As HSCT’s (Haemopoeitic Stem Cell Transplantation) popularity grows, the need for guidance and regulation grows in equal measure. Which is why in 2015, the American Society for Blood and Bone Marrow Transplantation (ASBMT) designated MS as a ‘developmental’ indication for HSCT, but has since reconsidered its position.
It must be remembered that HSCT is a technology, and as with all new technologies it should undergo rigorous technological assessment. Each new technology, as it enters the market should be better than the one before it, and the one before that. But, it must be remembered that adoption needs time and ignorance is only a stones throw away, in essence a free pass to luddites the world over that they were right all along. Temporizing how long this will take is probably not that important, but correct execution is.
In so far as HSCT is concerned, this can be encapsulated as a balance between efficacy and safety, and should be well understood before best practice guidelines can be established, i.e. before HSCT can be considered “standard of care”; where an indication is well defined and supported by evidence.
Following an evaluation of the current evidence, the ASBMT Task Force have recommended that HSCT in MS receives “standard of care, clinical evidence available” label for those with relapsing forms of MS – either RRMS or progressive MS with superimposed activity, who have a high risk of future disability, including relapses or MRI activity despite treatment with available DMTs.
They have also made specific recommendations in and around patient selection:
1) Relatively young age
2) Relatively short disease duration
3) A relapsing form of MS (RRMS or progressive MS with superimposed activity)
4) Accumulating disability but still ambulatory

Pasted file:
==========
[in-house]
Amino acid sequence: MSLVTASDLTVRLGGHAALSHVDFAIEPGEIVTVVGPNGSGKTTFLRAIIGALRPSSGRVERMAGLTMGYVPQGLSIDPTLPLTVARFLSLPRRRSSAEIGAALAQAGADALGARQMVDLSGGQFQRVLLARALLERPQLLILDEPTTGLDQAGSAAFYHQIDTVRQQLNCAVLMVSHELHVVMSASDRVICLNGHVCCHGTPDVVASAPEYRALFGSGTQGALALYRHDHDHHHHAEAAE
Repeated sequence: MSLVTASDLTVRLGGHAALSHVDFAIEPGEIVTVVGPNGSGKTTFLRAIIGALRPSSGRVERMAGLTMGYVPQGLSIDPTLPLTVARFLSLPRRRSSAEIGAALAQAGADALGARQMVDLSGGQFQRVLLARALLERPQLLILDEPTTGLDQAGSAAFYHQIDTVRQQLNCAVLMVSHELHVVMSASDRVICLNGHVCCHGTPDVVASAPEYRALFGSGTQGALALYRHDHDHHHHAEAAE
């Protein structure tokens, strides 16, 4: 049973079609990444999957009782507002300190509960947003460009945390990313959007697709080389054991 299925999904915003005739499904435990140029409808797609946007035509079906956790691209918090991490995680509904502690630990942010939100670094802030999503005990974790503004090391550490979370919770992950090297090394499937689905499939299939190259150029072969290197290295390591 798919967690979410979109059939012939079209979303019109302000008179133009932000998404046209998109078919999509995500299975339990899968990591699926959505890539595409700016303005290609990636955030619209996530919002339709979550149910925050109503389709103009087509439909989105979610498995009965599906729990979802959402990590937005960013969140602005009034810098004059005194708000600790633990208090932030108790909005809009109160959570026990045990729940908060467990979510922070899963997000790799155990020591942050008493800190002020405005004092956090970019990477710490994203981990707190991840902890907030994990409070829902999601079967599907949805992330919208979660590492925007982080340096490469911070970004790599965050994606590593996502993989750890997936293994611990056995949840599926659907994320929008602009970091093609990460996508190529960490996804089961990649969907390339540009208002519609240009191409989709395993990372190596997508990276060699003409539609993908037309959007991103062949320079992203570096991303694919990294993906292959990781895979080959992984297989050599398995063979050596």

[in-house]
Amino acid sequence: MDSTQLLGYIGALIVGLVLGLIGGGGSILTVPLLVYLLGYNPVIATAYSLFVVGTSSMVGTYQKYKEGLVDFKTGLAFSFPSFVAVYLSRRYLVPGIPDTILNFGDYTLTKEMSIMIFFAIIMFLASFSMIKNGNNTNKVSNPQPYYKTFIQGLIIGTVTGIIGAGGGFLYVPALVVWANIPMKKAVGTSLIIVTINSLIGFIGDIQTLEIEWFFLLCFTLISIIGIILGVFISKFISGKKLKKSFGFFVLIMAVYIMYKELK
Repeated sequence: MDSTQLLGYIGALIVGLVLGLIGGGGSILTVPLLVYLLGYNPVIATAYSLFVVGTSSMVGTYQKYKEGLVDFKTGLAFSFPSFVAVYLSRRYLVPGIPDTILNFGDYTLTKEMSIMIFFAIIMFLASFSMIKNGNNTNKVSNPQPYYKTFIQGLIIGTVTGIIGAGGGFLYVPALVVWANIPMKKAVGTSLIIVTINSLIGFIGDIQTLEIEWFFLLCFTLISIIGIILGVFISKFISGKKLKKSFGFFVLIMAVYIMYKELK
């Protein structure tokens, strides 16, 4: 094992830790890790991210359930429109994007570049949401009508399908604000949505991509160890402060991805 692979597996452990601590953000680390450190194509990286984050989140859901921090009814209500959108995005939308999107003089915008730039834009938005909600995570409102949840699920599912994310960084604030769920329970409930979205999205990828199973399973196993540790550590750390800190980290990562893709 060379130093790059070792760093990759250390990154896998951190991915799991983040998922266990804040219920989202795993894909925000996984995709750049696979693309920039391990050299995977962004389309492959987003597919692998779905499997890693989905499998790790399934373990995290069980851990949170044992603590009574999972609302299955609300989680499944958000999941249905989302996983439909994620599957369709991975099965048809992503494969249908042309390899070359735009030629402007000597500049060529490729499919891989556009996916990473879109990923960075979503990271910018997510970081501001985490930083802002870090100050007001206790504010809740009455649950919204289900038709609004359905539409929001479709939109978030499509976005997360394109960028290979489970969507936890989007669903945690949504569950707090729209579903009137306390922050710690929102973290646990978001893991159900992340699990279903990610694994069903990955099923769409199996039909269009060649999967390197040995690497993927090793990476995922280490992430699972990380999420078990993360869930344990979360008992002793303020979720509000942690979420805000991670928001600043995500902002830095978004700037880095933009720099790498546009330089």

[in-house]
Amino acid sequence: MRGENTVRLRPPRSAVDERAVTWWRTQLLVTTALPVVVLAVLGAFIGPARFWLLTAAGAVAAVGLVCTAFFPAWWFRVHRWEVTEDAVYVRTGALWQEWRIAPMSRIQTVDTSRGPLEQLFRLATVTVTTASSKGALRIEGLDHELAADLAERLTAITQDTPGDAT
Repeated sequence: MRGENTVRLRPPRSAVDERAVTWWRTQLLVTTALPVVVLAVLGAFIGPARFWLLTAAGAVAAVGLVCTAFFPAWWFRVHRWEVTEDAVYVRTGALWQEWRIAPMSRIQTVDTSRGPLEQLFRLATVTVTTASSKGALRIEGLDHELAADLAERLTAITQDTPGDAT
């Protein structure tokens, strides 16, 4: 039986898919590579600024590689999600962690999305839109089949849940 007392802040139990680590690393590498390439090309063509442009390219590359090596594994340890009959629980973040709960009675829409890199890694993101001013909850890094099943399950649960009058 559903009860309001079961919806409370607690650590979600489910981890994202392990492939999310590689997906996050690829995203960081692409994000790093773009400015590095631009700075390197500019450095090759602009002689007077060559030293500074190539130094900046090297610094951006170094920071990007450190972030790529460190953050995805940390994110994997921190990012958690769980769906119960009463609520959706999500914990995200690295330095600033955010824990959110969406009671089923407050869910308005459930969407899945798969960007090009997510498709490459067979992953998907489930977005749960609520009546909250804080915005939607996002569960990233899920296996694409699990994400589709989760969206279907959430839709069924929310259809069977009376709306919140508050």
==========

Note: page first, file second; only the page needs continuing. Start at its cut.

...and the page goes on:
5) Ongoing disease activity despite DMT
Those with progressive without recent inflammatory activity (clinical relapse or MRI lesion activity within the previous 1-2 years) are less likely to benefit.
These recommendations are very similar to those being used in Europe and possibly also the rest of the world. It’s development has even more significance in the US as it provides stakeholders (insurance providers) information on coverage decisions.
One final thing to say is that once you go down a certain path it is difficult to back track, and I don’t think we know enough about what constitutes a relapse in MS to decide on who should receive HSCT and who shouldn’t.
Biol Blood Marrow Transplant. 2019 Feb 19. pii: S1083-8791(19)30139-9. doi: 10.1016/j.bbmt.2019.02.014. [Epub ahead of print]
Autologous Hematopoietic cell transplantation for treatment – refractory relapsing multiple sclerosis: position statement from the American Society for Blood and Marrow Transplantation
Cohen JA, Baldassari LE, Atkins HL, Bowen JD, Bredeson C, Carpenter PA, Corboy JR, Freedman MS, Griffith LM, Lowsky R, Majhail NS, Muraro PA, Nash RA, Pasquini MC, Sarantopoulos S, Savani BN, Storek J, Sullivan KM, Georges GE
Multiple sclerosis (MS) is a chronic, disabling, immune-mediated, central nervous system demyelinating and degenerative disease. Approved disease modifying therapies may be incompletely effective in some patients with highly active relapsing disease and high risk of disability. Immunoablative or myeloablative therapy followed by autologous hematopoietic cell transplantation (AHCT) has been investigated in retrospective studies, clinical trials, and meta-analyses/systematic reviews as an approach to address this unmet clinical need. On behalf of the American Society for Blood and Bone Marrow Transplantation (ASBMT), a panel of experts in AHCT and MS convened to review available evidence and make recommendations on MS as an indication for AHCT. Review of recent literature identified eight retrospective studies, eight clinical trials, and three meta-analyses/systematic reviews. In aggregate, these studies indicate that AHCT is an efficacious and safe treatment for active relapsing forms of MS to prevent clinical relapses, MRI lesion activity, and disability worsening, and to reverse disability, without unexpected adverse events. Based on the available evidence, the ASBMT recommends that treatment-refractory relapsing MS with high risk of future disability be considered a “standard of care, clinical evidence available” indication for AHCT. Collaboration of neurologists with expertise in treating MS and transplant physicians with experience performing AHCT for autoimmune disease is crucial for appropriate patient selection and optimizing transplant procedures to improve patient outcomes. Transplant centers in the United States and Canada are strongly encouraged to report baseline and outcomes data on patients receiving AHCT for multiple sclerosis to the Center for International Blood and Marrow Transplant Research.